The Vikings have a good young quarterback, a big, athletic tight end, a dynamic wide receiver/return man, an underrated defense and one of the best running backs in the game running behind an above average offensive line. That's a combination that gives them a puncher's chance against any team in the NFL, including the 49ers.
No, I wouldn't really term that loss "ugly." In fact, there really isn't anything of significance in the 49ers season that I would assign that term to.
However, in keeping with the Sergio Leone theme, let's examine il cattivo from "The Good, the Bad and the Ugly".
Eli Wallach's character, Tuco, was known as a conniving, thieving degenerate capable of outsmarting most and willing to resort to violence more readily than those who could outmatch him with their wits. What about the 49ers displays on all of these "virtues"?
Jim Harbaugh and the coaching staff, obviously, all kidding aside, has shown the ability to outsmart the other team, take advantage of their weaknesses and resort to pure physicality and brute force when all else fails, much like Tuco.
I do not think for one second that it was purely coincidental that Colin Kaepernick and the 49er version of the spread option was unveiled against Tim Tebow and the Jets.
I highly suspect that Harbaugh, Roman and company wanted to prove a point, or rather several, to themselves, to the Jets and to the league as a whole, and Kaepernick was the vehicle to make that point known.
They essentially came out and said, "We can run the ball, we can gain large chunks of yardage on the ground, we can be more dynamic than anyone else in the league on the ground and we're going to prove it in a way that makes people stand up and take notice. Tebow, schmebow. Watch this."
It looked like the 49ers went into this week's preparation motivated in part by the anger lingering over last week's embarrassing loss, and the vengeance-minded staff decided to make the Jets bear the brunt of their frustration.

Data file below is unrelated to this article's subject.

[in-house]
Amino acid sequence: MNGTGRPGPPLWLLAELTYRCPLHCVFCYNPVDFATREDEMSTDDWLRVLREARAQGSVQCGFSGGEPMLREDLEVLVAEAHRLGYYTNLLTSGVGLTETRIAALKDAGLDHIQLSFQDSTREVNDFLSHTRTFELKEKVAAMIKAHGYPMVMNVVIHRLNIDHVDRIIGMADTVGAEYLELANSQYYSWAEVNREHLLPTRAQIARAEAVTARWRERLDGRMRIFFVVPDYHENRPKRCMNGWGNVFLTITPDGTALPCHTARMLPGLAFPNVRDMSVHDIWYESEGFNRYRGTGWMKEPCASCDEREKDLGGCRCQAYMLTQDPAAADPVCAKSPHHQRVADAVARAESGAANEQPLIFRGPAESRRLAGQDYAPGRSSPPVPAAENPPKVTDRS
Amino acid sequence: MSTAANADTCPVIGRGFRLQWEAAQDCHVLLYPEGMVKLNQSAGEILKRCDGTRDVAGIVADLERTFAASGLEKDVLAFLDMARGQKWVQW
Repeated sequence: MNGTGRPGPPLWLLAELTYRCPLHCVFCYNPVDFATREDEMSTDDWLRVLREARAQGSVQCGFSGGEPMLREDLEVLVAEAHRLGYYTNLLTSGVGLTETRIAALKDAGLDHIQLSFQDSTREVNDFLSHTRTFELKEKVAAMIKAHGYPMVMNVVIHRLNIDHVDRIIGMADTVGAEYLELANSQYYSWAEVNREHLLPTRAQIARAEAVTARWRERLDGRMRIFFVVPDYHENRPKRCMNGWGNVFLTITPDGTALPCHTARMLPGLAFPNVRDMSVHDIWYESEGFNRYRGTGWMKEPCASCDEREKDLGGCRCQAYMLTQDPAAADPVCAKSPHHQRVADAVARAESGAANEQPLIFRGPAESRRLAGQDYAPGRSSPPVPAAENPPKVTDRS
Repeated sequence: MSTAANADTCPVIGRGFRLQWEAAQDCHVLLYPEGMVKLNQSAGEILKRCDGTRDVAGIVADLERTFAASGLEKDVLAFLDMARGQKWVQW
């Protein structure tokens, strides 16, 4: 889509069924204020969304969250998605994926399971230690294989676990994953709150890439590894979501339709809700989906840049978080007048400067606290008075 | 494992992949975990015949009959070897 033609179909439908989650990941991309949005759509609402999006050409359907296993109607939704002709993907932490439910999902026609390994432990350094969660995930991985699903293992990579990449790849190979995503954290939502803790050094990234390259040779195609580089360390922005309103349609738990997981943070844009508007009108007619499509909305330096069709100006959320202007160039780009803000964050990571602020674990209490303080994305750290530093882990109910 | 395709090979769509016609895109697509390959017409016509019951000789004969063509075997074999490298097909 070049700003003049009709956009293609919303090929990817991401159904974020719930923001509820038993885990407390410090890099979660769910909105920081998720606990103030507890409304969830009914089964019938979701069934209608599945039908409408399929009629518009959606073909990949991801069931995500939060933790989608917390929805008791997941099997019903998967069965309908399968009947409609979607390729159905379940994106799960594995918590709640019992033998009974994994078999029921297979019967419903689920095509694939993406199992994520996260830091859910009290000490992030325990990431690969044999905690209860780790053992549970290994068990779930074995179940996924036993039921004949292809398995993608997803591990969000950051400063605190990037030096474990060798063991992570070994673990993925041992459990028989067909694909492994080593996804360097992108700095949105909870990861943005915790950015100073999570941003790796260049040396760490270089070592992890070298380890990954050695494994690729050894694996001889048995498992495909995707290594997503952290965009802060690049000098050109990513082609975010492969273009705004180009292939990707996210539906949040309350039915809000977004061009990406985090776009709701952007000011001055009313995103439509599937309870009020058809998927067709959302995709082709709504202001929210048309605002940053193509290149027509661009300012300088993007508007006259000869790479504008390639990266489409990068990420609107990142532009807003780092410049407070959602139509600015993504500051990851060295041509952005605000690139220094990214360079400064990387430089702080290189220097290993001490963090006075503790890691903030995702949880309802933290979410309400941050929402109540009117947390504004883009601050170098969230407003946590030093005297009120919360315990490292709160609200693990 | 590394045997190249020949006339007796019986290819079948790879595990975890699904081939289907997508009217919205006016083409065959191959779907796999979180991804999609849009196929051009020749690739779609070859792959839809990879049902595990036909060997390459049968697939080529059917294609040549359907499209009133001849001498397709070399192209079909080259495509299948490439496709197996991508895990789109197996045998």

And it is a vengeful staff. This is a group of coaches that seems to thrive on proving people wrong and getting revenge on those who doubted them. Watch any of Greg Roman's post-game interviews after wins, especially wins featuring dominant, physical offensive play. There is a certain smugness and a definite I-told-you-so tone and inflection to his speech.
Harbaugh obviously relishes in rubbing it in against the opposition, to a pathological level, as evidenced by his two-point conversion attempt in the waning moments of a 55-21 blowout of USC while at Stanford.
The entire staff could hardly contain themselves after dialing up the perfect blitz-beating play to destroy the Saints' playoff hopes last year, with the memory of the Saints' blitz-happy embarrassment of the Niners in the preseason still fresh in their minds.
I don't know what the hell was behind last year's confrontation between Harbaugh and Jim Schwartz, but I'm certain it boils down to Harbaugh feeling slighted in some way and feeling that the win was appropriate revenge for said slight, with Harbaugh also letting Schwartz know who had taken revenge against whom.
Perhaps I'm letting my imagination run wild, but there definitely seems to be an edge to this staff, one that has rubbed off on the players.
Prior to the Packers game, there was doubt about their ability to stop the Green Bay passing attack. Instead, the game plan was perfectly tailored to take away the deep ball and force the Packers into the slower, more methodical war of attrition that the 49ers love to make teams engage in and that the Packers have largely avoided.
It was more of the same against Detroit.
The question last year was whether the 49ers could keep up with the vaunted Saints offense in the playoffs. Time after time what has been looked at as a weakness has turned out to be the strength in wins that are becoming less and less surprising. They repeatedly beat teams with the one weapon that was thought exploitable.
That isn't a random pattern but rather a sign of the team taking on the mentality of its coaching staff, the sign of very good coaching.
Against Minnesota, the staff may have become a little too guilty of hubris, much like Tuco, and paid the price for taking their opponent too lightly.
Against the Jets, they regained their sense of self and got back to what makes them who they are: a physically-punishing defense and an aggressive, stifling rushing attack, enhanced by deception and trickery at times and at others with pure force. It may be an ugly formula at times, but it works for the 49ers and, when it does, ugly can be a very pretty thing to watch.